January 28, 2015.
Daily Reading: Psalm 9-11.
Background: Psalm 6-8.
Concepts and Connections.
The Lord’s Righteousness: A common motif throughout the psalms is praising God for His righteousness. The character of the Lord is shown throughout these praises as He gives judgement to the faithful and the wicked according to their lifestyle. This psalm by David specifically focuses on praising God’s righteousness, pledging to tell of His wondrous deeds, exalting Him and singing praises to His name. How often do we praise God for who He is and for His righteous judgments? We live in a time where pronouncing judgment on other people, even if they are in sin, is frowned upon. It is hard for some to serve a God who judges men for their deeds. However, this was never a hard concept in the psalms. It was simple truth. The righteous took comfort in this fact, knowing that though they may suffer at the hand of the wicked, the Lord was a righteous judge that would indeed reward the wicked accordingly. The wicked would be snared by their own hands, as David puts it. The righteousness of God would reign down on the nations who forgot God and the oppressed would be remembered once again. The Lord would arise, and then the nations would know of His glory through His judgment. We too should praise God for His righteousness, though it be an unpopular stance to take amongst the world.
1. Questions when things don’t seem to be going right: There are times in life where nothing really makes sense and it seems like though we are doing the right things, it is the wicked that are prospering. Times of trouble may fall upon us and we start to wonder where God is. The Psalmist here wonders the exact same thing, and boldly asks God where He is at. What we can learn from this is that it is not necessarily a bad thing to ask God what is going on. It is not bad to ask Him where He is and what He is doing. That is, as long as we listen to His answer. We all go through rough times and it can feel like the Lord has legitimately forgotten about us, perhaps even to the point where we question Him about it. However, we must realize that the Lord has not forgotten about us, even when it seems everything is counterintuitive. We do not have the mind of the Lord so as to know everything that is going to happen and see the good that He has already worked out for us (see Romans 8:28). We must trust in the Lord that He knows what He is doing and that what He is doing is ultimately good for those of us who put our faith in Him. Though we can question God, we must be attentive to His answer. Then we should praise Him for who He is, King forever and ever.
2. The attitude of the wicked: The body of this Psalm details some common characteristics and actions of wickedness. People who work iniquity often do so in arrogance, having pride as one of their major downfalls. The wicked think that they will never meet their match. They believe that God will not see their iniquity, for they believe there is no God. Their arrogance leads them to their lack of accountability, renouncing God in the process. When we read about this wickedness, it may be hard for us to imagine people like this. However, this motif is actually quite common today in the minds of many. They might not be as forward as what is described in this psalm, but there are many who call for no judgment and no accountability. There are many who have the pride that is mentioned here, letting their arrogance guide their lives. There are many who believe there is no God, or that God will not call them into account. We need to be mindful of our steps so as to not fall into the deception of pride.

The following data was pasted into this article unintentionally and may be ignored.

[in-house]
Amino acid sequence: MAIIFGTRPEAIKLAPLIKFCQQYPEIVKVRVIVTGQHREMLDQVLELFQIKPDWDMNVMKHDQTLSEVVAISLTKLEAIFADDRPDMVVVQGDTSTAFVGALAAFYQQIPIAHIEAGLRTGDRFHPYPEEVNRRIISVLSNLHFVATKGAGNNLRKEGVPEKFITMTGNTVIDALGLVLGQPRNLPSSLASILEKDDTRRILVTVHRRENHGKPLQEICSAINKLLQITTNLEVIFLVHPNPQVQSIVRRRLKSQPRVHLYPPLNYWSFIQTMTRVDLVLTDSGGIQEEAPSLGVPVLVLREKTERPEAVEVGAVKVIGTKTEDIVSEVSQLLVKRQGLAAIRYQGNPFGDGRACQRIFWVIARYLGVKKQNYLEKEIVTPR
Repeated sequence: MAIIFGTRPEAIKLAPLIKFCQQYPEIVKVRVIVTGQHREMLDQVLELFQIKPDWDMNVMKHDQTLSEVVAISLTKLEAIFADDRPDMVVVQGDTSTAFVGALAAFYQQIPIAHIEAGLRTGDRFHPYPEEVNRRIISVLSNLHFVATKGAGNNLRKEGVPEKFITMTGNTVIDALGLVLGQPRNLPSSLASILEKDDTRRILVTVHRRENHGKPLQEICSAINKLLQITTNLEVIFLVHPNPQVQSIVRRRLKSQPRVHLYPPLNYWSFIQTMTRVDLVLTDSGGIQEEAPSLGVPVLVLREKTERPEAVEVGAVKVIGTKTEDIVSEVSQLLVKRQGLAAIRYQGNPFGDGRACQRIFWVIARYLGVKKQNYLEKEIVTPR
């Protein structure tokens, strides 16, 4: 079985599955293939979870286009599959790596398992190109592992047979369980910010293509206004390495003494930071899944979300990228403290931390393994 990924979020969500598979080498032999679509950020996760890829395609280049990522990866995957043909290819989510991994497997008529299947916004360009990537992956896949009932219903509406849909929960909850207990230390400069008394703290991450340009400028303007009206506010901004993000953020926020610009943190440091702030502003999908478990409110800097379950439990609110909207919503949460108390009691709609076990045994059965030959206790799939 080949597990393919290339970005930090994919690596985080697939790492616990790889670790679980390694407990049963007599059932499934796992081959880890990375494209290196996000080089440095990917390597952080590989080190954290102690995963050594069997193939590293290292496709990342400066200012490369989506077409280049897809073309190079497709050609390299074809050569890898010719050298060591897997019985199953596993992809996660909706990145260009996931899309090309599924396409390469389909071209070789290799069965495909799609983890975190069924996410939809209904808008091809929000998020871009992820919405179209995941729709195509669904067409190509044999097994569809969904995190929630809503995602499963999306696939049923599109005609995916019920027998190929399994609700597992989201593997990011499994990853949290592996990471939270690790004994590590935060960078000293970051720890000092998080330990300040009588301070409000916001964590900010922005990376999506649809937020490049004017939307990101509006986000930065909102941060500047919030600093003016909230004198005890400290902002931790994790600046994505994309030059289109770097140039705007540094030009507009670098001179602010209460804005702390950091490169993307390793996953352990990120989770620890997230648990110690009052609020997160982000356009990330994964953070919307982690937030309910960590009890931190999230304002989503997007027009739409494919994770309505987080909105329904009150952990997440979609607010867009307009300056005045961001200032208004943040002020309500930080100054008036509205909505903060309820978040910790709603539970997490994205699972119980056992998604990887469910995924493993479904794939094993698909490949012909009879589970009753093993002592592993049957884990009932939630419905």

Taking refuge: Many times in David’s life did he seek refuge in the Lord. When he challenged Goliath, he relied on the Lord. When he was running from Saul, he sought the Lord. When his newborn child died as a consequence of his relationship with Bathsheba, he got up and went into the house of the Lord to worship. In this psalm he details his faith and trust in the Lord even when other’s tell him that there is no hope and that he should run from his problems. David knew, however, that the Lord was in His holy temple, ready to judge the wicked. He knew that the Lord indeed tested the righteous, but would not ultimately tolerate the deeds of the wicked. David could rejoice in the Lord and the refuge that he found within Him. When troublesome times come upon us, the psalms are often a place that we go to to find refuge and shelter, comfort and strength. We can use them to relate to the psalmists who were going through rough times as well, and we can hear the answer from the Lord. The Lord is in his holy temple, ready to judge the wicked and comfort the afflicted. We too should find our refuge in the Lord.
Tomorrow’s Reading: Job 8.
Trust in the Lord.
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